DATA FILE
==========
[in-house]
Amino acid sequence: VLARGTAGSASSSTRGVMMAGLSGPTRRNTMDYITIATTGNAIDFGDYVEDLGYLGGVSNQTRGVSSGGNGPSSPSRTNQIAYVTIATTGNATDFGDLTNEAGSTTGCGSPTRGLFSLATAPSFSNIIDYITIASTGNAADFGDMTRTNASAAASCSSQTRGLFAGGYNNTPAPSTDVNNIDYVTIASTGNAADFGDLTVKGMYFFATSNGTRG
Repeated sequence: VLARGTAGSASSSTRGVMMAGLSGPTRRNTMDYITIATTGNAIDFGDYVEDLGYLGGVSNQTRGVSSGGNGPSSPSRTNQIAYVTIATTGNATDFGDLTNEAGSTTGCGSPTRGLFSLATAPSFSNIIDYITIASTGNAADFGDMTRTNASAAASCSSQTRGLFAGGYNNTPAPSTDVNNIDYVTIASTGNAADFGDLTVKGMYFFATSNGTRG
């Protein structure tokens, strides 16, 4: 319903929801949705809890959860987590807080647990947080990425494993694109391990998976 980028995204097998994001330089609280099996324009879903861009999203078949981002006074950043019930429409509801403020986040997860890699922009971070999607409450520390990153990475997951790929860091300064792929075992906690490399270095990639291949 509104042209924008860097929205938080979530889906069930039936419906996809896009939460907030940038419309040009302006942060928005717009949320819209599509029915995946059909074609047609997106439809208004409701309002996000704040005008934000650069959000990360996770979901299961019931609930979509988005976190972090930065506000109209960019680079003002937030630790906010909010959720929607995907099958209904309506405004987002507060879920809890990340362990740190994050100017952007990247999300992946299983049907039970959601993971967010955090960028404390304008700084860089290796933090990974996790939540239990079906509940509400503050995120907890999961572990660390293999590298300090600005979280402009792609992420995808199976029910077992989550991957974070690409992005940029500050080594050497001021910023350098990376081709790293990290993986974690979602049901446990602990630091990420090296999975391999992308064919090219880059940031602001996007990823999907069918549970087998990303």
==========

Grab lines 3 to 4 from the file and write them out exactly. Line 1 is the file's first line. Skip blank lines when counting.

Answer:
Repeated sequence: VLARGTAGSASSSTRGVMMAGLSGPTRRNTMDYITIATTGNAIDFGDYVEDLGYLGGVSNQTRGVSSGGNGPSSPSRTNQIAYVTIATTGNATDFGDLTNEAGSTTGCGSPTRGLFSLATAPSFSNIIDYITIASTGNAADFGDMTRTNASAAASCSSQTRGLFAGGYNNTPAPSTDVNNIDYVTIASTGNAADFGDLTVKGMYFFATSNGTRG
């Protein structure tokens, strides 16, 4: 319903929801949705809890959860987590807080647990947080990425494993694109391990998976 980028995204097998994001330089609280099996324009879903861009999203078949981002006074950043019930429409509801403020986040997860890699922009971070999607409450520390990153990475997951790929860091300064792929075992906690490399270095990639291949 509104042209924008860097929205938080979530889906069930039936419906996809896009939460907030940038419309040009302006942060928005717009949320819209599509029915995946059909074609047609997106439809208004409701309002996000704040005008934000650069959000990360996770979901299961019931609930979509988005976190972090930065506000109209960019680079003002937030630790906010909010959720929607995907099958209904309506405004987002507060879920809890990340362990740190994050100017952007990247999300992946299983049907039970959601993971967010955090960028404390304008700084860089290796933090990974996790939540239990079906509940509400503050995120907890999961572990660390293999590298300090600005979280402009792609992420995808199976029910077992989550991957974070690409992005940029500050080594050497001021910023350098990376081709790293990290993986974690979602049901446990602990630091990420090296999975391999992308064919090219880059940031602001996007990823999907069918549970087998990303």